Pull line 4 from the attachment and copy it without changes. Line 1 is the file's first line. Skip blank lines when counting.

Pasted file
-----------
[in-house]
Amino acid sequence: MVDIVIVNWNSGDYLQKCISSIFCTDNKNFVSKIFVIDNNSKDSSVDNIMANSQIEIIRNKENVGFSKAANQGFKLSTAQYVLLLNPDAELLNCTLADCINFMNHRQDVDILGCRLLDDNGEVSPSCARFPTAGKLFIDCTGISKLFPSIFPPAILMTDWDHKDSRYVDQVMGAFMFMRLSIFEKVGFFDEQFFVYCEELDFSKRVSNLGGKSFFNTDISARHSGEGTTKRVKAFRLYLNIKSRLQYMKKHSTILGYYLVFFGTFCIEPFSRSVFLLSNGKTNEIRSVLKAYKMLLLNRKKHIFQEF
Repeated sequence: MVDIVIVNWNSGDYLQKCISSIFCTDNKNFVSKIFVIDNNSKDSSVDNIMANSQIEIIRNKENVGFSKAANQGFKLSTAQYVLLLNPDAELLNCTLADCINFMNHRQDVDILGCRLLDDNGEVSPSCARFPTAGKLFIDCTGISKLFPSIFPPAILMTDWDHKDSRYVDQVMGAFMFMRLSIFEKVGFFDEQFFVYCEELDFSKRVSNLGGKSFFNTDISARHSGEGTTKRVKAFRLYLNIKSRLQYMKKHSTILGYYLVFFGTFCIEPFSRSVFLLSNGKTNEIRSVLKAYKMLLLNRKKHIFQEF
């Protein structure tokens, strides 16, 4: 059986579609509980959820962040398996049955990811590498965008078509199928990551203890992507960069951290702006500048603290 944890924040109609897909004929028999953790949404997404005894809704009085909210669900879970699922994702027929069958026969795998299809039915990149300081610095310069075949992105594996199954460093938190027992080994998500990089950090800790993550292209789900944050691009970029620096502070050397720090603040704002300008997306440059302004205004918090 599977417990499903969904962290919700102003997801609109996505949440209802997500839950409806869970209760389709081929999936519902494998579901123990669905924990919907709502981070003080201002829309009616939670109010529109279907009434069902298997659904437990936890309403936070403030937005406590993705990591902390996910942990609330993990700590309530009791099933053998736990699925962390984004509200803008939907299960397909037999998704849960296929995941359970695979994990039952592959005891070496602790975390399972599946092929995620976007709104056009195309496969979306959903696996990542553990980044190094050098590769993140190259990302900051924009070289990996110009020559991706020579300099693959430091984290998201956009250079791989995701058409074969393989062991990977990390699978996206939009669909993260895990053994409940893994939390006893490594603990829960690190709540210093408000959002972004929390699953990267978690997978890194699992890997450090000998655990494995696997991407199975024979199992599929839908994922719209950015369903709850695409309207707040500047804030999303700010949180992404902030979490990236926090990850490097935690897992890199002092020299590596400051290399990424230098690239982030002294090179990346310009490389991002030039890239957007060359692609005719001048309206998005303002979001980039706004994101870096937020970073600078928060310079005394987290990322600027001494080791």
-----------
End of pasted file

């Protein structure tokens, strides 16, 4: 059986579609509980959820962040398996049955990811590498965008078509199928990551203890992507960069951290702006500048603290 944890924040109609897909004929028999953790949404997404005894809704009085909210669900879970699922994702027929069958026969795998299809039915990149300081610095310069075949992105594996199954460093938190027992080994998500990089950090800790993550292209789900944050691009970029620096502070050397720090603040704002300008997306440059302004205004918090 599977417990499903969904962290919700102003997801609109996505949440209802997500839950409806869970209760389709081929999936519902494998579901123990669905924990919907709502981070003080201002829309009616939670109010529109279907009434069902298997659904437990936890309403936070403030937005406590993705990591902390996910942990609330993990700590309530009791099933053998736990699925962390984004509200803008939907299960397909037999998704849960296929995941359970695979994990039952592959005891070496602790975390399972599946092929995620976007709104056009195309496969979306959903696996990542553990980044190094050098590769993140190259990302900051924009070289990996110009020559991706020579300099693959430091984290998201956009250079791989995701058409074969393989062991990977990390699978996206939009669909993260895990053994409940893994939390006893490594603990829960690190709540210093408000959002972004929390699953990267978690997978890194699992890997450090000998655990494995696997991407199975024979199992599929839908994922719209950015369903709850695409309207707040500047804030999303700010949180992404902030979490990236926090990850490097935690897992890199002092020299590596400051290399990424230098690239982030002294090179990346310009490389991002030039890239957007060359692609005719001048309206998005303002979001980039706004994101870096937020970073600078928060310079005394987290990322600027001494080791």